A new research study by a security firm has outed hundreds of Android apps for having hard-coded secret API keys and access tokens, potentially exposing them to security breaches.
Secret API keys and access tokens are used by mobile app developers for authenticating app requests and for accessing third-party web utilities like Amazon Web Services (AWS). Not quite the same but think of them as real complex passwords.
Using a special online tool they created, the Delaware-based security firm, Fallible, has analyzed and reverse engineered about 16,000 Android apps for its study and found that while a majority of the apps did not have any exposable secret keys or tokens, about 2,500 of them have either a secret key or a key for a third party service hard-coded within them.
Fallible stated in a blog post that most of the keys pose no danger and are actually required for the apps to work properly (for example, Google’s API keys for the Play Store) but they found 304 apps that can leak their secret API keys for services like Twitter, Dropbox, Instagram, AWS, and Slack.
If exposed and abused, these keys can be utilized for unauthorized access to sensitive data and can even lead to a massive data breach.
In fact, Fallible stated in its blog post that it found 10 AWS hard-coded secret keys that had “full privilege of creating and deleting instances.” Abusing these keys for unauthorized access to instances can lead to data loss and theft, system shutdowns and costly downtimes.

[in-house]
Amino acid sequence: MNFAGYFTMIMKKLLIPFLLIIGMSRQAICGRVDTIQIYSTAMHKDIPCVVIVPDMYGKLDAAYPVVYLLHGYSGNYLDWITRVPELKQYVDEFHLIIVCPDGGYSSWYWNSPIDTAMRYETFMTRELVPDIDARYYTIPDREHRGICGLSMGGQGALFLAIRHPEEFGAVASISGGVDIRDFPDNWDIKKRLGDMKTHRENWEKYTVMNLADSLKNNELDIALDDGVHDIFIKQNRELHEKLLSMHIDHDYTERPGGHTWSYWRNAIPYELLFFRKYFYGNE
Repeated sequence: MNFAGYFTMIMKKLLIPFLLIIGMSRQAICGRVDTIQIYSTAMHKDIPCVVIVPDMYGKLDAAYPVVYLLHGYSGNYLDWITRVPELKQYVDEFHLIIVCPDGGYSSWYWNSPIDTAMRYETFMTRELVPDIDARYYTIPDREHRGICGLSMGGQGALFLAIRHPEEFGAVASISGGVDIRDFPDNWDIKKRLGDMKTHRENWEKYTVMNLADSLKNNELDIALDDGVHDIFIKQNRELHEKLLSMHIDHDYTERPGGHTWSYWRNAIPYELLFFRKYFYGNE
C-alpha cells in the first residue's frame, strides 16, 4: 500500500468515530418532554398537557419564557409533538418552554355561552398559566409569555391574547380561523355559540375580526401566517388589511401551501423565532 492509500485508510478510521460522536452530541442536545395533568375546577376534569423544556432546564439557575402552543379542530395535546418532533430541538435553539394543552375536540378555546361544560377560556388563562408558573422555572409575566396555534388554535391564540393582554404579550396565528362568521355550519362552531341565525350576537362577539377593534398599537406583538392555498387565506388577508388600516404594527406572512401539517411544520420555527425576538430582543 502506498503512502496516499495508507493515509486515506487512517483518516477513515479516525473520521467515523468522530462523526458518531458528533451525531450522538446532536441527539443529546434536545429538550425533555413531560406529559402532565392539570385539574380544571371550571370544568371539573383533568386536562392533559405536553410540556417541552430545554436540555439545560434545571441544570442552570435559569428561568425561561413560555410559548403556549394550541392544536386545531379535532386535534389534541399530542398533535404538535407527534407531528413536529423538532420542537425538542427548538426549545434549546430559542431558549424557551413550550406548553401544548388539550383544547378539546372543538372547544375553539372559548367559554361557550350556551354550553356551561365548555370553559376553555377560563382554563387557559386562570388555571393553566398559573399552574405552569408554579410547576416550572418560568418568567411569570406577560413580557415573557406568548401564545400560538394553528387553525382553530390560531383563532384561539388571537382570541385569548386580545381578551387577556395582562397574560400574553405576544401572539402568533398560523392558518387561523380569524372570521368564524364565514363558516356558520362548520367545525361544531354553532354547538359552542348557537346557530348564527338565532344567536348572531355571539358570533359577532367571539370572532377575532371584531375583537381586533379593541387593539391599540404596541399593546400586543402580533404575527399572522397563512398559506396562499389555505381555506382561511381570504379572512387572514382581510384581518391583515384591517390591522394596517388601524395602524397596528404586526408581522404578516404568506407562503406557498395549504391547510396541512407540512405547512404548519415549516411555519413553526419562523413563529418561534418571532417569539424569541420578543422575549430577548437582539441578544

To stress how sensitive these access tokens are, just last year, more than 1,500 Slack access tokens of hundreds of companies, including schools, health care providers, and ISPs, were found in public projects in GitHub. Security researchers managed to gain access to these companies’ Slack chat logs and found a trove of sensitive information such as database credentials, passwords, private messages and logins to other services.
Fallible advises app developers to refrain from hard-coding any API secret key or tokens in their apps unless they want to put users and third-party services in danger.
“For app developers reading this, whenever you hardcode any API key/token in the app, think hard if you really need to hardcode this, understand the API usage and the read/write scope of the tokens before putting it in the apps,” Fallible writes in its post.
Third-party services, too, should instruct developers not to put these sensitive API keys within their apps. It is advised that “multiple API secrets with different scopes” are generated.
To use the special online tool Fallible created for the study, go to this site. You can search for any app and detect if it’s leaking secret API keys and tokens.
To read Fallible’s blog post and the number of secret API keys that Android apps are leaking, click here.